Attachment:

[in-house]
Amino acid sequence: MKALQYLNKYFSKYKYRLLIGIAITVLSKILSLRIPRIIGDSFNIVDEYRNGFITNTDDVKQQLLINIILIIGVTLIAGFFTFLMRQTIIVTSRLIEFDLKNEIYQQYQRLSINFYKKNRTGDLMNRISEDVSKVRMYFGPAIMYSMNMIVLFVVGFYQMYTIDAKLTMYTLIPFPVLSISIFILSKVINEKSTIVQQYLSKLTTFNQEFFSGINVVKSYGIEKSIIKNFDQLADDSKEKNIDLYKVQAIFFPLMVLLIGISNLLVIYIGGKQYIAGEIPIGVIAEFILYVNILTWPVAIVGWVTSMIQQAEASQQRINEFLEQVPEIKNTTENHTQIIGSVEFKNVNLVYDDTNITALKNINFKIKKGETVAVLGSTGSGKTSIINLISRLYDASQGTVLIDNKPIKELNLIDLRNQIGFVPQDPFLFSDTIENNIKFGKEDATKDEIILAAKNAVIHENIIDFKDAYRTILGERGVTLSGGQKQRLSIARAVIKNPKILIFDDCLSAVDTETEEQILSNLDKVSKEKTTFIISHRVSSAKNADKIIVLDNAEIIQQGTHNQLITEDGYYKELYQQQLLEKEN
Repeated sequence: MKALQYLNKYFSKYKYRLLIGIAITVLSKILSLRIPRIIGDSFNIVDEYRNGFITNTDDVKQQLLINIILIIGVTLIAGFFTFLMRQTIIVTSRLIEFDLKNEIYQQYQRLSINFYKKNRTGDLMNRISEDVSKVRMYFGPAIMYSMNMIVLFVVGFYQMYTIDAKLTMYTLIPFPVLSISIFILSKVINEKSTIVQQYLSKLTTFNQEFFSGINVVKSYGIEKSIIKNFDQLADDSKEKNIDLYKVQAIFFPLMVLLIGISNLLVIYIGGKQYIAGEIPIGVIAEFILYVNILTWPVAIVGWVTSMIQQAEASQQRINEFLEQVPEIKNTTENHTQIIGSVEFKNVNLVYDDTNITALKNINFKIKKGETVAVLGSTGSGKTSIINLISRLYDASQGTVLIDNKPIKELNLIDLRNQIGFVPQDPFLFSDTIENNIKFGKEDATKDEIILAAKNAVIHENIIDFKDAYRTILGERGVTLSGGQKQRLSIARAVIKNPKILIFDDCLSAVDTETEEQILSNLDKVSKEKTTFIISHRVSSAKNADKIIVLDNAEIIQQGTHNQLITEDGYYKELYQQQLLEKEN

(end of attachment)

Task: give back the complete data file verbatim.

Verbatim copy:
[in-house]
Amino acid sequence: MKALQYLNKYFSKYKYRLLIGIAITVLSKILSLRIPRIIGDSFNIVDEYRNGFITNTDDVKQQLLINIILIIGVTLIAGFFTFLMRQTIIVTSRLIEFDLKNEIYQQYQRLSINFYKKNRTGDLMNRISEDVSKVRMYFGPAIMYSMNMIVLFVVGFYQMYTIDAKLTMYTLIPFPVLSISIFILSKVINEKSTIVQQYLSKLTTFNQEFFSGINVVKSYGIEKSIIKNFDQLADDSKEKNIDLYKVQAIFFPLMVLLIGISNLLVIYIGGKQYIAGEIPIGVIAEFILYVNILTWPVAIVGWVTSMIQQAEASQQRINEFLEQVPEIKNTTENHTQIIGSVEFKNVNLVYDDTNITALKNINFKIKKGETVAVLGSTGSGKTSIINLISRLYDASQGTVLIDNKPIKELNLIDLRNQIGFVPQDPFLFSDTIENNIKFGKEDATKDEIILAAKNAVIHENIIDFKDAYRTILGERGVTLSGGQKQRLSIARAVIKNPKILIFDDCLSAVDTETEEQILSNLDKVSKEKTTFIISHRVSSAKNADKIIVLDNAEIIQQGTHNQLITEDGYYKELYQQQLLEKEN
Repeated sequence: MKALQYLNKYFSKYKYRLLIGIAITVLSKILSLRIPRIIGDSFNIVDEYRNGFITNTDDVKQQLLINIILIIGVTLIAGFFTFLMRQTIIVTSRLIEFDLKNEIYQQYQRLSINFYKKNRTGDLMNRISEDVSKVRMYFGPAIMYSMNMIVLFVVGFYQMYTIDAKLTMYTLIPFPVLSISIFILSKVINEKSTIVQQYLSKLTTFNQEFFSGINVVKSYGIEKSIIKNFDQLADDSKEKNIDLYKVQAIFFPLMVLLIGISNLLVIYIGGKQYIAGEIPIGVIAEFILYVNILTWPVAIVGWVTSMIQQAEASQQRINEFLEQVPEIKNTTENHTQIIGSVEFKNVNLVYDDTNITALKNINFKIKKGETVAVLGSTGSGKTSIINLISRLYDASQGTVLIDNKPIKELNLIDLRNQIGFVPQDPFLFSDTIENNIKFGKEDATKDEIILAAKNAVIHENIIDFKDAYRTILGERGVTLSGGQKQRLSIARAVIKNPKILIFDDCLSAVDTETEEQILSNLDKVSKEKTTFIISHRVSSAKNADKIIVLDNAEIIQQGTHNQLITEDGYYKELYQQQLLEKEN